Wednesday, 30 January 2013
50,000 votes is what we need - Only 49,983 to go!
You 49, 682 people out there, worrying about nuclear waste - all you have to do, from this day forward, is regard it as the most valuable energy asset this country has got at its disposal.
Turn your concern into action.
Vote for a fleet of PRISM reactors.
Give the UK 500 years of energy security.
Cut our carbon emissions to practically 0%.
Give your children and grandchildren an energy-rich future in a world which is free of dependence on fossil fuels, peaceful and stable - even when there are 10 billion of us.
The link for voting for the PRISM Campaign is: Nuclear waste can be burned to provide all of the UK's energy for 500 years.
Wednesday, 2 January 2013
A Presentation by David Powell, Vice President Europe Region for GE Hitachi, at the ENC 2012 Conference
EUROPEAN NUCLEAR CONFERENCE - MANCHESTER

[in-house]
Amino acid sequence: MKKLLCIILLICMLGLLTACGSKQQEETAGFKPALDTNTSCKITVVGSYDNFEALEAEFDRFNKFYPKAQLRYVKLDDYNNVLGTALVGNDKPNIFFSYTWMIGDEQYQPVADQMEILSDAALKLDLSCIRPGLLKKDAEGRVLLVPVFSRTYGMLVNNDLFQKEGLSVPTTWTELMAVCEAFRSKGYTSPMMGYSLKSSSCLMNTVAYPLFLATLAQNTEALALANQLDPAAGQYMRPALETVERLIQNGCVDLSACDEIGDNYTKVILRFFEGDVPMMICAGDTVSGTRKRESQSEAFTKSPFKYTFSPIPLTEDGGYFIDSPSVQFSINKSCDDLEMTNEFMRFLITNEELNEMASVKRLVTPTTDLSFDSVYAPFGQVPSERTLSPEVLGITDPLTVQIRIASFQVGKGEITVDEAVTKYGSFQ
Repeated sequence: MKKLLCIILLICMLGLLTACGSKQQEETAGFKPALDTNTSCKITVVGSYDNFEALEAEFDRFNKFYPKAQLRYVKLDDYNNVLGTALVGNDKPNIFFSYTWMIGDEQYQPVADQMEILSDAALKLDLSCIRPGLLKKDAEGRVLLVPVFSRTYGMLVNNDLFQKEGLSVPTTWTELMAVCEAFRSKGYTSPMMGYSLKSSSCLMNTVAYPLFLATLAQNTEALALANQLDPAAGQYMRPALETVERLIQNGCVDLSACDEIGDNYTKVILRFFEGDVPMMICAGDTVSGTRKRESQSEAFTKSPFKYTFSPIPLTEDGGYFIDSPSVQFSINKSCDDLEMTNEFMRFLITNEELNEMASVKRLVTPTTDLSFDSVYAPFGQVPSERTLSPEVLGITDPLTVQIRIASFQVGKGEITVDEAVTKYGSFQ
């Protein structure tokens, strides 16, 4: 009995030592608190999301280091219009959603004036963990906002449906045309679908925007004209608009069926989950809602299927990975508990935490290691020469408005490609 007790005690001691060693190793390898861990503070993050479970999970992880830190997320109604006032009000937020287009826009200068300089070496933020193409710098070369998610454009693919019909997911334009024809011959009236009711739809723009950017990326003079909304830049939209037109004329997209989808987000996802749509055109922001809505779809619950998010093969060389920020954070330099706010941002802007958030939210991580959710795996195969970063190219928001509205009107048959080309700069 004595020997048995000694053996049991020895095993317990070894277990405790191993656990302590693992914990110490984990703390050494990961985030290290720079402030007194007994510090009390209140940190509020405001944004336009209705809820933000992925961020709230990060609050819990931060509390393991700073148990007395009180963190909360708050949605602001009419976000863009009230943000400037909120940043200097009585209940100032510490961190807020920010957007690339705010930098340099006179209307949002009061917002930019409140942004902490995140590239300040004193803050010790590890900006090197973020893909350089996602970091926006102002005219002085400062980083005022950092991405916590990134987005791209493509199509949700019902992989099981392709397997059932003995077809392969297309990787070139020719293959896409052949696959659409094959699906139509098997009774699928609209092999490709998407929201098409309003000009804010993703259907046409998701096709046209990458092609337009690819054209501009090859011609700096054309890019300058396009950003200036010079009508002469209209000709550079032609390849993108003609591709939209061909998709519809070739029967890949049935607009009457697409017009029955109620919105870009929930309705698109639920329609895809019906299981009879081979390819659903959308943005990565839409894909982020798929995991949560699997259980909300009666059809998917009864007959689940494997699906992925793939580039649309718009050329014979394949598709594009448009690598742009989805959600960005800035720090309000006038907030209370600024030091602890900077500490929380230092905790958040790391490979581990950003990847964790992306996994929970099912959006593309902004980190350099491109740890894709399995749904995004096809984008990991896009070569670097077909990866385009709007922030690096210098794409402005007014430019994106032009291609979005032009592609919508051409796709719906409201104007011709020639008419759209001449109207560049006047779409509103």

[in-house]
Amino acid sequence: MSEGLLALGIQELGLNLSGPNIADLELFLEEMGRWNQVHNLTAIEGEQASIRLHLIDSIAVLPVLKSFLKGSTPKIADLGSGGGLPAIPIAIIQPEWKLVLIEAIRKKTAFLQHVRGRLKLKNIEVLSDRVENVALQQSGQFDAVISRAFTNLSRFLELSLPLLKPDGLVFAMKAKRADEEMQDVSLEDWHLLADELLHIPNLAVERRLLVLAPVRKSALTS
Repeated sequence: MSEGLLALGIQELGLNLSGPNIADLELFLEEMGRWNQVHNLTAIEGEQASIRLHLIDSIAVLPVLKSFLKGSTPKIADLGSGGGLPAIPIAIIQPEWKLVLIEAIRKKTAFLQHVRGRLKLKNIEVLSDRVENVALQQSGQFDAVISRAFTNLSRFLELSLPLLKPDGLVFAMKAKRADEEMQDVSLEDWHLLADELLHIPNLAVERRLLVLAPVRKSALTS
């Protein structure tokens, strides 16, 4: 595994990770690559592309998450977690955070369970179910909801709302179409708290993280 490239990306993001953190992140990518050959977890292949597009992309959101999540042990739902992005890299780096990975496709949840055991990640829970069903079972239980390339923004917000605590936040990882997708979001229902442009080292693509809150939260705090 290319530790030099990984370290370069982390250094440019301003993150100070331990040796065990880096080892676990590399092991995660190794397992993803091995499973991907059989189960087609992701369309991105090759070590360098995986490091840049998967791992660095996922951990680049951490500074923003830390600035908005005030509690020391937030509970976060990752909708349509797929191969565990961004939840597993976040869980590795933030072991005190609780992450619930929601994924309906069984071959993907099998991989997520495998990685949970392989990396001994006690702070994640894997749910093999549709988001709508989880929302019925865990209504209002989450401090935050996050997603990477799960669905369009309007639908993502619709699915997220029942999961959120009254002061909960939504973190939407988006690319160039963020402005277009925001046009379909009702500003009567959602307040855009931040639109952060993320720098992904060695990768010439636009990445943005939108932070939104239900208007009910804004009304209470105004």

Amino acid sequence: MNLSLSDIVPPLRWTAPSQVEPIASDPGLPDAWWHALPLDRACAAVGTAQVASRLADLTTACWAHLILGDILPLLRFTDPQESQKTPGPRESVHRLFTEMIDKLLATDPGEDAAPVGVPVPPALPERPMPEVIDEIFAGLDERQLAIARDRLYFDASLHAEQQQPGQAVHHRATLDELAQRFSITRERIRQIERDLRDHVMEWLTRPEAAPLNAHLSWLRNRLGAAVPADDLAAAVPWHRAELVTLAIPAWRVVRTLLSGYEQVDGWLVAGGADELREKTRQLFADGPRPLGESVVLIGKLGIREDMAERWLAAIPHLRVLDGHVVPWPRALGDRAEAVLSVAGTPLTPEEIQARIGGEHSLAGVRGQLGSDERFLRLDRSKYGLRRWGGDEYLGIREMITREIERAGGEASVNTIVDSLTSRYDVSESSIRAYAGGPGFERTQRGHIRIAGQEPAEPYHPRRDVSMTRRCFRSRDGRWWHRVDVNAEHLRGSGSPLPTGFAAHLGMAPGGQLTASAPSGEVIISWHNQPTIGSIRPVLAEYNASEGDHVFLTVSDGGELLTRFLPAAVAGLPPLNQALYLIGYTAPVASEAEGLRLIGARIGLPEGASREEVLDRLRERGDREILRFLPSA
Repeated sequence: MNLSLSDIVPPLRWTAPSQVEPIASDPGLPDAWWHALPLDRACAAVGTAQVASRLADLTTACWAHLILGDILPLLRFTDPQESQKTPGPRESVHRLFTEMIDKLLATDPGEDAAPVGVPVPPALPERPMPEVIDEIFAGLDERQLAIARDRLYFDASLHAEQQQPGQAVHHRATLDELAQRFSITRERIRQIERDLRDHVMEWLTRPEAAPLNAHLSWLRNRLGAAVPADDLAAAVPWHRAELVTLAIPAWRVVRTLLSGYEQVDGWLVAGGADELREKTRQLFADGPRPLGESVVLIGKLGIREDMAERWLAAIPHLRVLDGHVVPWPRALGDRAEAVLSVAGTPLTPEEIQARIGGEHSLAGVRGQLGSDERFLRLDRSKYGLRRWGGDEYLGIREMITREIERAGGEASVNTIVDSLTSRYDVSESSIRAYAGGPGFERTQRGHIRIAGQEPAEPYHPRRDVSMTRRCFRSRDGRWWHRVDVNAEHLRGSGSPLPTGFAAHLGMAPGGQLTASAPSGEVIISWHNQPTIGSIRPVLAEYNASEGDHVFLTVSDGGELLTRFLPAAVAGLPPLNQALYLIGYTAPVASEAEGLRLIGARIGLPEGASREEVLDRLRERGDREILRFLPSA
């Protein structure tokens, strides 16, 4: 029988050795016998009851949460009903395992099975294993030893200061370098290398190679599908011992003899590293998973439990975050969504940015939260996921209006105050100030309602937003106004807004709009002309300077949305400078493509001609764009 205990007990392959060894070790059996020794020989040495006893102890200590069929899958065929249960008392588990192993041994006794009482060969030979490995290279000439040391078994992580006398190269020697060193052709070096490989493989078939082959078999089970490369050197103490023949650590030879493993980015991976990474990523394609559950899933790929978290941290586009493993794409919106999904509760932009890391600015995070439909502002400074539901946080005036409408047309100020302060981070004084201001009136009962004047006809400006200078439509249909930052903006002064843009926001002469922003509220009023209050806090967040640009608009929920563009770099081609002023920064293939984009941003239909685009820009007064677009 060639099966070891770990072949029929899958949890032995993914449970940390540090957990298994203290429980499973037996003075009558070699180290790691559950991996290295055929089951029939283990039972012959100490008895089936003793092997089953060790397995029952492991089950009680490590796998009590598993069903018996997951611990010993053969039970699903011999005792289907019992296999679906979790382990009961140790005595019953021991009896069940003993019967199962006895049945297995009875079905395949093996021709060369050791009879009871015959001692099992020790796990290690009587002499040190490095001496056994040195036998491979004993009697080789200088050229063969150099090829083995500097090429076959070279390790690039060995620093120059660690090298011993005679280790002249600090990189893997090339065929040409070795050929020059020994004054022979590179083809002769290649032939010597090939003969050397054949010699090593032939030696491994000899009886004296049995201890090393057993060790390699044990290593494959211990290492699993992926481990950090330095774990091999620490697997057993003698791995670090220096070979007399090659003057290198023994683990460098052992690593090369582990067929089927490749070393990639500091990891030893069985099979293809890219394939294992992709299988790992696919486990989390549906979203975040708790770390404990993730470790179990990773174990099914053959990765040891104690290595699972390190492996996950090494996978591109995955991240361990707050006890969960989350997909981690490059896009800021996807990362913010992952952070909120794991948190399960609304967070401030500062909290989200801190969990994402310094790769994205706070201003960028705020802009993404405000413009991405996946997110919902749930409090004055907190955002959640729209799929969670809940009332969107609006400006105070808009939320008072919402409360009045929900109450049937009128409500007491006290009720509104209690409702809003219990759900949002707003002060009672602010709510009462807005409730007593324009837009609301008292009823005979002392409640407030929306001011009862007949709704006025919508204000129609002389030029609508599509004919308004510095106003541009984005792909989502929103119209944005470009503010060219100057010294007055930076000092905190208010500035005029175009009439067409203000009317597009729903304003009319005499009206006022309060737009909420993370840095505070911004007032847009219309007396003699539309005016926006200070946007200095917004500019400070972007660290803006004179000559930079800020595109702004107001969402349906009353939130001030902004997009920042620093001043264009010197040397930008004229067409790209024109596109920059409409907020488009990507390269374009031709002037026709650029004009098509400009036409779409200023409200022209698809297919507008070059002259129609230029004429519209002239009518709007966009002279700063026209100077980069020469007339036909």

9 - 12 December 2012
Slide 2 of 24.
This link takes you through GE Hitachi's efforts to make the case for the use of PRISM Reactors to 'burn' our plutonium, depleted uranium and spent nuclear fuel stockpiles. We have enough of this Energy Resource to power the UK for 500 years: The Nuclear 'Waste' Dilemma.
Tuesday, 1 January 2013
11 months apart, two of the UK's top technologists are worlds apart
Lord Hutton, 30 December 2012.
"Nuclear power has always been a controversial issue. But whatever view you take about the future role of nuclear energy, successive governments have rightly tried to establish a permanent solution for the radioactive waste generated by our military and existing civil nuclear programmes.
These plans are now at a critical stage of development.
My belief is that we must not continue to pass the buck. We have a choice.
We can either continue to store this old waste above ground indefinitely and leave the final solution for future generations to resolve, or we can tackle this once and for all with a permanent geological disposal facility.
The latter course is the only responsible way to proceed".
Voice of Business: Time to solve this toughest nuclear problem